Advertisement

Optimization of the Perioperative Period in High-Risk Patients

  • A. F. Hammerle
  • C. Tatschl
Conference paper

Abstract

Cardiovascular complications, respiratory events and allergic reactions represent the most frequent adverse events in patients undergoing surgery and anaesthesia [1, 2].

Keywords

Noncardiac Surgery Natural Rubber Latex High Risk Surgical Patient Ischaemic Precondition Latex Allergy 
These keywords were added by machine and not by the authors. This process is experimental and the keywords may be updated as the learning algorithm improves.

Preview

Unable to display preview. Download preview PDF.

Unable to display preview. Download preview PDF.

References

  1. 1.
    Mangano DT (1990) Perioperative cardiac morbidity. Anesthesiology 72:153–184PubMedCrossRefGoogle Scholar
  2. 2.
    Ouchterlony J, Arvidsson S, Sjostedt L et al (1995) Perioperative and immediate postoperative adverse events in patients undergoing elective general and orthopaedic surgery. The Gothenburg study of perioperative risk (PROPER). Part II. Acta Anaesthesiol Scand 39: 643–652PubMedCrossRefGoogle Scholar
  3. 3.
    Dripps RD (1963) New classification of physical status. Anesthesiology 24:111Google Scholar
  4. 4.
    Goldman L, Caldera DL, Nussbaum SR et al (1977) Multifactorial index of cardiac risk in noncardiac surgical procedures. N Engl J Med 297:845–850PubMedCrossRefGoogle Scholar
  5. 5.
    Detsky AS, Abrams HB, McLaughlin JR et al (1986) Predicting cardiac complications in patients undergoing non cardiac surgery. Gen Intern Med 1:211–219CrossRefGoogle Scholar
  6. 6.
    Prause G, Ratzenhofer-Comenda B, Pierer G et al (1997) Can ASA grade or Goldman’s cardiac risk index predict perioperative mortality? A study of 16,227 patients. Anaesthesia 52: 203–206PubMedCrossRefGoogle Scholar
  7. 7.
    Eagle KA, Brundage BH, Chaitman BR et al (1996) Guidelines for perioperative cardiovascular evaluation for noncardiac surgery. Report of the American College of Cardiology/American Heart Association Task Force on Practice Guidelines (Committee on Perioperative Cardiovascular Evaluation for Noncardiac Surgery). J Am Coll Cardiol 27:910–948PubMedCrossRefGoogle Scholar
  8. 8.
    Guidelines for assessing and managing the perioperative risk from coronary artery disease associated with major noncardiac surgery (1997) American College of Physicians. Ann Intern Med 127:309–312Google Scholar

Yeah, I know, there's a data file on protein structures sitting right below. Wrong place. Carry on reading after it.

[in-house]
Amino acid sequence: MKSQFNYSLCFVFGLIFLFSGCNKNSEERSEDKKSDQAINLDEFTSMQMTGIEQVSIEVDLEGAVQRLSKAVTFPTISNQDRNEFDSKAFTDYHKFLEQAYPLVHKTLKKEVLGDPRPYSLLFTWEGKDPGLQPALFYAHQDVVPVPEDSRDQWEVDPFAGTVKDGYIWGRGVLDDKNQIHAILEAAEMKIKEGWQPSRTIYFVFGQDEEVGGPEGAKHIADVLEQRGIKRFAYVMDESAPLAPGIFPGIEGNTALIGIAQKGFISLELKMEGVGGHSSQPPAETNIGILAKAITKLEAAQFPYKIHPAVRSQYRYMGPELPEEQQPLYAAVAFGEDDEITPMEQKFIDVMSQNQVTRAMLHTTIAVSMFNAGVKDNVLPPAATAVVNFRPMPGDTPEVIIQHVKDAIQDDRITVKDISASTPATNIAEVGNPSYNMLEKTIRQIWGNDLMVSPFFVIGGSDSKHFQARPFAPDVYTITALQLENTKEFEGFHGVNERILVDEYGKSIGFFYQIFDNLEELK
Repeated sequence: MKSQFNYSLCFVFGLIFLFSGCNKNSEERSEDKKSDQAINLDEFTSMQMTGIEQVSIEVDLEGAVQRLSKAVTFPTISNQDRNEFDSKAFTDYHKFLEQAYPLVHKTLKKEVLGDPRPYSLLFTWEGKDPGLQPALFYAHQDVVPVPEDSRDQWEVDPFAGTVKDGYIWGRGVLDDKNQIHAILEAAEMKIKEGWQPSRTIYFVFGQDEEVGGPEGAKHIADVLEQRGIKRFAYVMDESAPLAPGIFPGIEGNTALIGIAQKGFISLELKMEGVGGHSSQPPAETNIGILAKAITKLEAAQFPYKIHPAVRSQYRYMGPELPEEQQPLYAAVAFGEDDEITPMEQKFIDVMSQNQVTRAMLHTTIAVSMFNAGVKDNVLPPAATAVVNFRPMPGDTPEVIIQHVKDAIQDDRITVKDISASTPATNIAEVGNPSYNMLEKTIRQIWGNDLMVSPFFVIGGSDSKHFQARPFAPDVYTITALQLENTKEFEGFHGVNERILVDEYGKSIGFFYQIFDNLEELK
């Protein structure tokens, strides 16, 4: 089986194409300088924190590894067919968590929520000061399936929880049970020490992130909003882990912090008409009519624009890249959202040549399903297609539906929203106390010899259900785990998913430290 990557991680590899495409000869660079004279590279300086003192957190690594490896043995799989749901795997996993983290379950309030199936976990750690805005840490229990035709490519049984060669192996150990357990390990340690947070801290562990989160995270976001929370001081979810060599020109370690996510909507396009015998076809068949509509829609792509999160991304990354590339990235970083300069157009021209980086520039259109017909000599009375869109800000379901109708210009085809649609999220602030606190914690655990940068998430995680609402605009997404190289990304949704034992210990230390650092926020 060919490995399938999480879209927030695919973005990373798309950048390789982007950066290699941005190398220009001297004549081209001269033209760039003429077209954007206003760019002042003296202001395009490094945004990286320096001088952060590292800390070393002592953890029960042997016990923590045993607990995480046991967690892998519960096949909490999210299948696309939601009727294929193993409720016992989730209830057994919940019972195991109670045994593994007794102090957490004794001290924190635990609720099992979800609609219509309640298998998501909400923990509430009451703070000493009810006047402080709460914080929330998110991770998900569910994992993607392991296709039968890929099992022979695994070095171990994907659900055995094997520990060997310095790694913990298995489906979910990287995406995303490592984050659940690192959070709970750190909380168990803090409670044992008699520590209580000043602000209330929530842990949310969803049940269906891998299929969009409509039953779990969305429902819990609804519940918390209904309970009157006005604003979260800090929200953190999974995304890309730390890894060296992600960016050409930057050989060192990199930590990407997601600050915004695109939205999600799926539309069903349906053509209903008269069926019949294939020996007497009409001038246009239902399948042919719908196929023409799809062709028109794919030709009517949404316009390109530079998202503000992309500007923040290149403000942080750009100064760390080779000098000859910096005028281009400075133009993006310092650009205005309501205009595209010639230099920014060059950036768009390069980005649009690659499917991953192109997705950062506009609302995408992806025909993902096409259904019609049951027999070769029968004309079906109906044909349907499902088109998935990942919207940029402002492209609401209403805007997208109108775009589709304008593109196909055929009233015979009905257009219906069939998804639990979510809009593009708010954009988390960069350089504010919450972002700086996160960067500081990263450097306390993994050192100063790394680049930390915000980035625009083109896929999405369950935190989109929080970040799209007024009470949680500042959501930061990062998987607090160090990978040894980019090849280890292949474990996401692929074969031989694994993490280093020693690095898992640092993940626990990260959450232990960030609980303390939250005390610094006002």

9. 9.
    Palda VA, Detsky AS (1997) Perioperative assessment and management of risk from coronary artery disease. Ann Intern Med 127:313–328PubMedGoogle Scholar
  10. 10.
    Berlauk JF, Abrams JH, Gilmour IJ et al (1991) Preoperative optimization of cardiovascular hemodynamics improves outcome in peripheral vascular surgery. A prospective, randomized clinical trial. Ann Surg 14:289–297CrossRefGoogle Scholar
  11. 11.
    Sinclair S, James S, Singer M (1997) Intraoperative intravascular volume optimisation and length of hospital stay after repair of proximal femoral fracture: randomised controlled trial. BMJ 315:909–912PubMedCrossRefGoogle Scholar
  12. 12.
    Boyd O, Grounds RM, Bennett ED (1993) A randomized clinical trial of the effect of deliberate perioperative increase of oxygen delivery on mortality in high risk surgical patients. JAMA 270:2699–2707PubMedCrossRefGoogle Scholar
  13. 13.
    Guest JF, Boyd O, Hart WM et al (1997) A cost analysis of a treatment policy of a deliberate perioperative increase in oxygen delivery in high risk surgical patients. Intensive Care Med 23:85–90PubMedCrossRefGoogle Scholar
  14. 14.
    Roizen MF (1988) Should we all have a sympathectomy at birth? Or at least preoperatively? Anesthesiology 68:482–484PubMedCrossRefGoogle Scholar
  15. 15.
    Nicolaou G, Chen AA, Johnston CE et al (1997) Clonidine decreases vasoconstriction and shivering thresholds, without affecting the sweating threshold. Can J Anaesth 44:636–642PubMedCrossRefGoogle Scholar
  16. 16.
    Vanderstappen I, Vandermeersch E, Vanacker B et al (1996) The effect of prophylactic Clonidine on postoperative shivering. A large prospective double blind study. Anaesthesia 51: 351–355PubMedCrossRefGoogle Scholar
  17. 17.
    Horn EP, Werner C, Sessler DI et al (1997) Late intraoperative Clonidine administration prevents postanesthetic shivering after total intravenous or volatile anesthesia. Anesth Analg 84:613–617PubMedGoogle Scholar
  18. 18.
    Quintin L, Bonnet F, Macquin I et al (1990) Aortic surgery: effect of Clonidine on intraoperative catecholaminergic and circulatory stability. Acta Anaesthesiol Scand 34:132–137PubMedCrossRefGoogle Scholar
  19. 19.